Directed by: Jimmy Chin, Elizabeth Chai Vasarhelyi
Starring: Alex Honnold, Tommy Caldwell, Jimmy Chin
Genre: Sport, Adventure, Documentary
Release Date: 12 April, 2019
Running Time: 100 Minutes
Alex Honnold attempts to become the first person to ever free solo climb El Capitan.
Free Solo Movie Review:
Superman Alex Honnold pushes the boundaries of what humanity is capable of, in this Oscar-winning masterpiece. 5 stars.
If you’re seeking perfection, says Alex Honnold, free soloing is the closest you’re going to get. It’s another thing, however, that very few people in our world seek perfection, and those that do rarely develop hobbies as dangerous as climbing vertical rock faces without harnesses or ropes.
To explain it in layman’s terms, and at the risk of sounding ignorant, free soloing is what Tom Cruise did in the opening scene of Mission: Impossible 2. But it is the bluntly eloquent Honnold who describes what he does the best: it is like an Olympic gold medal level achievement, he says, where if you don’t get the gold medal, you die.
National Geographic’s Free Solo, directed by the husband-wife duo of Elizabeth Chai Vasarhelyi and Jimmy Chin, won the Academy Award for Best Documentary Feature at the recent Oscars. It arrives in India this week in select theatres, and demands to be seen on the biggest screen possible. The film follows Honnold, who is perhaps the world’s foremost free soloist, as he attempts to conquer the El Capitan – a 3000 foot vertical rock face in the Yosemite National Park – which would make him the first man in human history to accomplish this feat.
Honnold is a cracking subject for a documentary. Even though he has a ‘fair amount’ of money and is reasonably famous, he chooses to live in a van. He eats directly out of the bowls he cooks his meals in, drinks directly out of receptacles, and by his own admission, learnt the art of hugging only recently. His life revolves around his obsession; there is no time for distractions.
In an early scene, Honnold is taken to get an MRI done – to see what sets his fearless brain apart from the rest of ours’. He is told that there is unusually low activity in that part of his brain which feeds on stimuli. It’s not that he doesn’t feel, but simply that he needs to feel more.
It is implied on several occasions that Honnold might be on the spectrum – his dad had Aspergers and his clinical demeanour is once compared to Spock’s. He is also prone to bursts of philosophical insight – “I am a dark soul,” he says, and then checks himself: “No, I’m melancholic.”
But happiness means nothing to him. The only time he appears to be experiencing true bliss – or at least the common, socially accepted idea of bliss – is when he is climbing; in his mind accomplishing feats for the greater good of all mankind. For most people, including his girlfriend, ‘the point of life is happiness, and to be fulfilled,’ he says, ‘but for me, it’s all about performance. Anybody can be happy and cosy, but nothing good happens in the world by being happy and cosy.’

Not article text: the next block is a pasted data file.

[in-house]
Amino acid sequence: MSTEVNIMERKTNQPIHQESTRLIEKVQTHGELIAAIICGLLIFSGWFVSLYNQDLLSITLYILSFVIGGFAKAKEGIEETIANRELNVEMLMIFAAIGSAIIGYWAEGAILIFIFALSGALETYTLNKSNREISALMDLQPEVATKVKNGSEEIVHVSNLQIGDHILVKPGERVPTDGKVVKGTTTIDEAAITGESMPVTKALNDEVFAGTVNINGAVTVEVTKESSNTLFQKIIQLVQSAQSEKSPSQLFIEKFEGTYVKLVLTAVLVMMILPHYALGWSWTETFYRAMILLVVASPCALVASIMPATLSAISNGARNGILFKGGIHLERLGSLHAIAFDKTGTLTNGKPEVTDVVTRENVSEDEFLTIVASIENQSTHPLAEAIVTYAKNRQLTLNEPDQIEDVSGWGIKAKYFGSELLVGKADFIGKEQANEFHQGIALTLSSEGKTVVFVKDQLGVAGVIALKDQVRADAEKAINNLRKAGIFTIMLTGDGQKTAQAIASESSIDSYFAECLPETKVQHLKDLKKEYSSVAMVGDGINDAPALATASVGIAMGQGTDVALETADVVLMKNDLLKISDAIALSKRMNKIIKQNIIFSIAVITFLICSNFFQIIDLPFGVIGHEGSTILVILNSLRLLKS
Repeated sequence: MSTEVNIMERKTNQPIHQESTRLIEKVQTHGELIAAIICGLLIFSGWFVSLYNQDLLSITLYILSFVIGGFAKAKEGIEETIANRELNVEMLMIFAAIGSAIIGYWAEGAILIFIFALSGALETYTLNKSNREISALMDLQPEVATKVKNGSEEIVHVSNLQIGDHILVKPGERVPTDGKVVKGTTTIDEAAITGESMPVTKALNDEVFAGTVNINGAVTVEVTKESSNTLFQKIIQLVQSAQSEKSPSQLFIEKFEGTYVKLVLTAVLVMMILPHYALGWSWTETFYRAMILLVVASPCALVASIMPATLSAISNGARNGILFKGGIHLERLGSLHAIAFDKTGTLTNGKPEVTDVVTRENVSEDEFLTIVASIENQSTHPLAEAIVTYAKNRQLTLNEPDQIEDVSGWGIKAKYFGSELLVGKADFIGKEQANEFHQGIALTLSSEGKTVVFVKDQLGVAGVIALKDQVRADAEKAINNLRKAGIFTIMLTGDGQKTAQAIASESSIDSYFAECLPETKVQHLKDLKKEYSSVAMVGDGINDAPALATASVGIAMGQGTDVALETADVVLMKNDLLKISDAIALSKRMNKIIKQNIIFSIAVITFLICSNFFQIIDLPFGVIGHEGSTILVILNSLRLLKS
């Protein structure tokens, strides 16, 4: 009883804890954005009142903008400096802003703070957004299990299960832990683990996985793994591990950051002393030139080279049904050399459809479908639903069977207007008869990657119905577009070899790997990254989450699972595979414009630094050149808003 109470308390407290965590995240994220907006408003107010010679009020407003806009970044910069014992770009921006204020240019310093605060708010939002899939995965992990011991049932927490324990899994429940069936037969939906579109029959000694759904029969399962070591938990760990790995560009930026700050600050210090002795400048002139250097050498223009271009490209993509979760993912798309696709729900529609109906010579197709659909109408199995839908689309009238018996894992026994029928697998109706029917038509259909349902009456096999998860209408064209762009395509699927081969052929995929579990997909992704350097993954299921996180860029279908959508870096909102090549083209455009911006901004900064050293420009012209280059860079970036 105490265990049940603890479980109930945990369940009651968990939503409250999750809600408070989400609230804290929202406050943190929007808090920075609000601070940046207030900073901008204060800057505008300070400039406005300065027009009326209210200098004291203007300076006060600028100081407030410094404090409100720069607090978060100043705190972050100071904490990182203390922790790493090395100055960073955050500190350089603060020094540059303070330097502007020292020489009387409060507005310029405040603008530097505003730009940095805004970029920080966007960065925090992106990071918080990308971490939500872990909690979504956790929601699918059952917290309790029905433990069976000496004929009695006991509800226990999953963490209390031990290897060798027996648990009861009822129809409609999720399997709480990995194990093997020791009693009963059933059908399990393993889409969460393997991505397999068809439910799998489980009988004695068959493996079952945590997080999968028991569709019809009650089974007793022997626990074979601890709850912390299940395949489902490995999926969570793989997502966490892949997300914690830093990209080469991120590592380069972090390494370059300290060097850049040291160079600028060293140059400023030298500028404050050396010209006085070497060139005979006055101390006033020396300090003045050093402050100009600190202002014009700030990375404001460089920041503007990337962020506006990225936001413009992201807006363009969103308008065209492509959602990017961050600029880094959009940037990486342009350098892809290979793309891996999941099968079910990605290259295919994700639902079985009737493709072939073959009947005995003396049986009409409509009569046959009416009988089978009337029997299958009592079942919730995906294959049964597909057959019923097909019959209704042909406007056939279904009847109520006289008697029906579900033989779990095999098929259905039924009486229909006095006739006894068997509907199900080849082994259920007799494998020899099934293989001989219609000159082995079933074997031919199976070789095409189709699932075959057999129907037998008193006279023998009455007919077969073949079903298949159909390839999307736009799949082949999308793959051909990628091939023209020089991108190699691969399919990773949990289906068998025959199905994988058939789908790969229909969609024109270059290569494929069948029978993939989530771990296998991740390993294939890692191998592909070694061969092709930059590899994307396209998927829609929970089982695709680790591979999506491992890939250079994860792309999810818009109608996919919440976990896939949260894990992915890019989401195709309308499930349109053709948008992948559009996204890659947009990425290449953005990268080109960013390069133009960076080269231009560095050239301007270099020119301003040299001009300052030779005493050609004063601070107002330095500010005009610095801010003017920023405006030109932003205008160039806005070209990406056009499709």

Honnold is driven by that frightening pursuit of perfection that he mentions, but also an indescribable, single-minded obsession that overpowers every other aspect of existence, until it turns into a sort of beast that needs to be fed constantly. He wants to conquer the El Cap not because it’s popular climbing destination, but because no one has ever done it.
There were times during the film that I feared I was watching something like Werner Herzog’s pathbreaking Grizzly Man; the Bavarian filmmaker’s magnificent (and ultimately tragic) portrait of Timothy Treadwell, a grizzly bear enthusiast who dared to stare into the abyss, and didn’t flinch when the abyss stared back. But Free Solo has none of that film’s nihilism, although Honnold in many ways is a Herzogian hero – a determined outcast operating on some level of genius; an Übermensch, if you will. These days, characters such as this are found in the films of Damien Chazelle.
But Honnold’s sheer magnetism can be distracting from the actual filmmaking on display, which plays a more integral role than usual. It is vital, for instance, that the camera crew doesn’t get in Honnold’s way as he climbs the El Cap – he slips into an almost meditative state, performing a breathless dance where life and death depends on millimetre precision.
There are sequences towards the film’s second half that are some of the most breathtakingly thrilling ever put on film; immaculately edited, photographed and scored. Jimmy Chin – who has an amazing Instagram page, by the way – is often on the rock with Honnold, tethered mere metres away, his camera equipment at the ready. In the hands of a lesser filmmaker, Free Solo would have leaned in more heavily on the daredevil aspects of the feat, but Chin and Vasarhelyi ensure that it’s first and foremost a character study, with real, human stakes. It’s absolutely unmissable experience. Drag your friends.